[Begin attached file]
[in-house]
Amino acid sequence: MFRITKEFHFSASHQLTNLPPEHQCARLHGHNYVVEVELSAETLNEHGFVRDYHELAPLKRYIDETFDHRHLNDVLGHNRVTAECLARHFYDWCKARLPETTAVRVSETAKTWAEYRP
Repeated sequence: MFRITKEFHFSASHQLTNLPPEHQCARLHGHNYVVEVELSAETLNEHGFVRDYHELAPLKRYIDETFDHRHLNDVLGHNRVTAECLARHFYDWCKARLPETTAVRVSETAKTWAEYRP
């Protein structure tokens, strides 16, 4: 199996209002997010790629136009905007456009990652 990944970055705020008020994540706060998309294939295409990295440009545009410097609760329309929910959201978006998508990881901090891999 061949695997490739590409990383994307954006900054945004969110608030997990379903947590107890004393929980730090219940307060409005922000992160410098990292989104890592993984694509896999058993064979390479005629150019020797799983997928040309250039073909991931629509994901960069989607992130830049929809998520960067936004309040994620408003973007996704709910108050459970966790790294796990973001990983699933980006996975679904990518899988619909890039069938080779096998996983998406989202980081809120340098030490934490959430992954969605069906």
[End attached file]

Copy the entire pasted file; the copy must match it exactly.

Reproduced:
[in-house]
Amino acid sequence: MFRITKEFHFSASHQLTNLPPEHQCARLHGHNYVVEVELSAETLNEHGFVRDYHELAPLKRYIDETFDHRHLNDVLGHNRVTAECLARHFYDWCKARLPETTAVRVSETAKTWAEYRP
Repeated sequence: MFRITKEFHFSASHQLTNLPPEHQCARLHGHNYVVEVELSAETLNEHGFVRDYHELAPLKRYIDETFDHRHLNDVLGHNRVTAECLARHFYDWCKARLPETTAVRVSETAKTWAEYRP
């Protein structure tokens, strides 16, 4: 199996209002997010790629136009905007456009990652 990944970055705020008020994540706060998309294939295409990295440009545009410097609760329309929910959201978006998508990881901090891999 061949695997490739590409990383994307954006900054945004969110608030997990379903947590107890004393929980730090219940307060409005922000992160410098990292989104890592993984694509896999058993064979390479005629150019020797799983997928040309250039073909991931629509994901960069989607992130830049929809998520960067936004309040994620408003973007996704709910108050459970966790790294796990973001990983699933980006996975679904990518899988619909890039069938080779096998996983998406989202980081809120340098030490934490959430992954969605069906």